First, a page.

On the 15-minute cab ride from the port to the Hotel Signum, I pass olive groves, caper plantations, and vineyards where the famed Malvasia wine is produced. After my unbroken stretch of beach days, the muted light and cool greenery are a tonic. The bucolic mood continues at the Signum, a cluster of old Aeolian farmhouses turned into an inn. Lemon groves blanket the grounds. Rooms with patios have vine-covered awnings, antique candelabra, and terra-cotta busts that create the feel of an old family home. But the best thing about the Signum is its owners, Clara and Michele Rametta. Michele spends most of his time in the kitchen, deftly manipulating local ingredients like cuttlefish, wild fennel, dates, and capers. Clara, by contrast, is a local politician and human whirlwind. She organizes guests' days with admirable efficiency, pointing out the caves where the Salinesi used to hide from Saracen pirates. She'll send you off on nature trails or direct you to the folklore museum in the village of Santa Marina.
One day, Clara hires a boat and packs me off to the seaside village of Pollara, where scenes from Il Postino were filmed. Pollara's narrow beach is set beneath soaring sandstone cliffs. Skiffs and Zodiacs float about the bay; volcanic monoliths rise from the aquamarine waters. It was here that Il Postino's Pablo Neruda inducted his unlettered postman friend into the charmed world of poetry. Neruda was right—if poetry doesn't speak to you here, stick to prose.
Spend some time on Filicudi, and you'll see Gilbert Lippelt's point: this is an island that could make you leave it all behind. Filicudi has yet to be discovered by mass tourism, and is devoid of sophisticated hotels and nightspots. It's what you'd call primitive—if unspoiled beauty is your idea of roughing it. Precisely because of this sublime minimalism, Filicudi is all the rage among trendy Italians. Designer Ettore Sottsass has a house here, as do Milanese photographer Giorgio Backhaus and a number of Italian TV personalities. Rumors are rife that Robert De Niro is buying a villa. Panarea may be where it's at for style and revelry, Stromboli for fireworks and creative flair, but for sheer Mediterranean ease, Filicudi and its little sister Alicudi are the answer.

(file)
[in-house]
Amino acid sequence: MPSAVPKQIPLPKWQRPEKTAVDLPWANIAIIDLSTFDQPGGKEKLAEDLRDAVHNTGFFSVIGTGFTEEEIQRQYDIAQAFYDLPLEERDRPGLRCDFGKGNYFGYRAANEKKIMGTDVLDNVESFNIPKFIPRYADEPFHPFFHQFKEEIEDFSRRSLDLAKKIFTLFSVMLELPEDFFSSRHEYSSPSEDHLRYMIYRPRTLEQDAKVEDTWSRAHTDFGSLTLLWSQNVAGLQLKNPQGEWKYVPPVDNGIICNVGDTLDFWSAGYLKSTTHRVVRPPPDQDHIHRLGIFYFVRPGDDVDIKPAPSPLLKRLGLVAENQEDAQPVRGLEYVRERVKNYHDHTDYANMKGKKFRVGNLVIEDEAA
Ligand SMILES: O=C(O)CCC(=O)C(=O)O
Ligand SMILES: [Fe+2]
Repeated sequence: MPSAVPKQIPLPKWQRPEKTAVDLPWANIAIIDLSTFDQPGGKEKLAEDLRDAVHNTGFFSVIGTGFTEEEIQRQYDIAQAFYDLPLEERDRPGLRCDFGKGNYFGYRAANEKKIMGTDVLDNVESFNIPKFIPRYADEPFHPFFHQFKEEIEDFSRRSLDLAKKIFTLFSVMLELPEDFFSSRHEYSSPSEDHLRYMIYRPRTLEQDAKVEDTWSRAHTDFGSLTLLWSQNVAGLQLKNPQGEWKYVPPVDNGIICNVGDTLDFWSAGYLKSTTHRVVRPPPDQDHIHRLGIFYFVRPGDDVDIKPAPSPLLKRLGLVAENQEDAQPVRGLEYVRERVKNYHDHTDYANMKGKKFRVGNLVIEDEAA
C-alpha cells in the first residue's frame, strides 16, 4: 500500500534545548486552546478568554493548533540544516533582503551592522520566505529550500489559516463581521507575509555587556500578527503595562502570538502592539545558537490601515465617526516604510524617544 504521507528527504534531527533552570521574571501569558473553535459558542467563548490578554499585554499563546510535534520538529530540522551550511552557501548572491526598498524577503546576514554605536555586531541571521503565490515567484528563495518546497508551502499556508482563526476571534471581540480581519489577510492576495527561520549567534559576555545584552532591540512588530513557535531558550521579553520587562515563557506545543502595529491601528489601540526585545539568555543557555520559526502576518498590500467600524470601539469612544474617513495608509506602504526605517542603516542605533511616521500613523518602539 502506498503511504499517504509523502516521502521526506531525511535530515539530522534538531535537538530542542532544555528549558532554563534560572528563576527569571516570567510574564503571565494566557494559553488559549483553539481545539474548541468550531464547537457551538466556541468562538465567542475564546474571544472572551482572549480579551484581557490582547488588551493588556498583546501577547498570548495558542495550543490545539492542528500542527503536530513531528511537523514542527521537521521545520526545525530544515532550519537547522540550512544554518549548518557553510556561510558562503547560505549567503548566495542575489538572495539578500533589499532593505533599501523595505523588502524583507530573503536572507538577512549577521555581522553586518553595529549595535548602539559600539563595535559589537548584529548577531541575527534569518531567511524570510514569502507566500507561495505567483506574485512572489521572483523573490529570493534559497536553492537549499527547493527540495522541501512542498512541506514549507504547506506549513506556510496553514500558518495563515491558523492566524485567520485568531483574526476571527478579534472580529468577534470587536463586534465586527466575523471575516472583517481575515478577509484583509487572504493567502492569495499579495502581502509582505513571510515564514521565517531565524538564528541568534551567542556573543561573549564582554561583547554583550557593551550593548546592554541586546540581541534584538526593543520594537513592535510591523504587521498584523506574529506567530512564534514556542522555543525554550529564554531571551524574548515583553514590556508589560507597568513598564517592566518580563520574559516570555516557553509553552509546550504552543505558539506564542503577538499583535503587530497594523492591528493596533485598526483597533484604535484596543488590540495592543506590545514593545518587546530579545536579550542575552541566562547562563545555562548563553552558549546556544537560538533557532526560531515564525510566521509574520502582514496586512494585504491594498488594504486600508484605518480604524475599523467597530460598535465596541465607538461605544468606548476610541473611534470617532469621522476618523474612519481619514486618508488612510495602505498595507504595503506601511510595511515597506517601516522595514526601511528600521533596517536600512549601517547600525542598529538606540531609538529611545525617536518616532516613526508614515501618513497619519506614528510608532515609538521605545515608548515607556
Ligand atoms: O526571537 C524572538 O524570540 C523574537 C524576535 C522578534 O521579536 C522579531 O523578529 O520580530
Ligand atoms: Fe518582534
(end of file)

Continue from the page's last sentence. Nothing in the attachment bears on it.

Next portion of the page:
At Filicudi's La Canna, a hilltop pensione, mamma Emma and papÀ Pietro Anastasi make you feel like their long-lost grandchild. Some of the 10 rooms are carved out of the living sandstone and decorated with naïve landscapes by island painters. From the sun terrace, you can see five other Aeolians. Pietro organizes a boat tour with a fisherman, Stefano. I ask when I'm to meet Stefano; he shrugs and points to the water: "When he comes." Those who live on Filicudi rarely make appointments or consult timetables.
Navigating the coast with a fisherman is a strategic way to scout any of the Aeolians, and is particularly rewarding off Filicudi. Blond, green-eyed Stefano shows me some of the highlights: the prehistoric village of Capo Graziano, the beach at Le Punte, the pristine reefs and coves along the northwest coast. We nose into the Grotta del Bue Marino (Cave of the Seal) and cut the engine to drift toward the pebble beach at the back of the cave. I wonder aloud why this entire coast is so empty—why so few tourists?
Stefano smiles. "You should see Alicudi." A steep pyramid rising from the sea nine miles west of Filicudi, it is the most unpolished Aeolian of them all. Electricity arrived less than a decade ago, and there is still little of it about. There are no cars, no motorini or bicycles. In fact, there are no roads—donkeys are the only transportation. The lone hostelry, the Ericusa, takes Mediterranean simplicity to remarkable lengths.
After all the seafood and high-octane frolicking of the other islands, Alicudi's peace is perfect. I spend my time taking long, aimless walks on the cobbled stairways that crisscross the island. There's practically no one around, so I can strip down, slip into the water, then sun-dry on the rocks whenever I please. Alicudi is a place where time uncoils; sunset and moonrise are near-religious experiences. Before stopping on Alicudi for long, make sure you have a return ticket in your pocket. Or you may never leave.
the big deep
The Aeolians are as captivating below the waves as above, with sunken wrecks, dramatic volcanic formations, and a bright, busy sea life. For beginning and accomplished divers, the essential stop is Stromboli's La Sirenetta Diving Center (39-347/596-1499). The certified instructors have all the latest gear, including underwater communicators to coach you along the way. They'll take you to the rocky walls of Strombolicchio, a hangout for whales and giant groupers, and the Sciara del Fuoco, where black lava from Stromboli's volcano has formed a sheer wall that plummets almost 4,000 feet.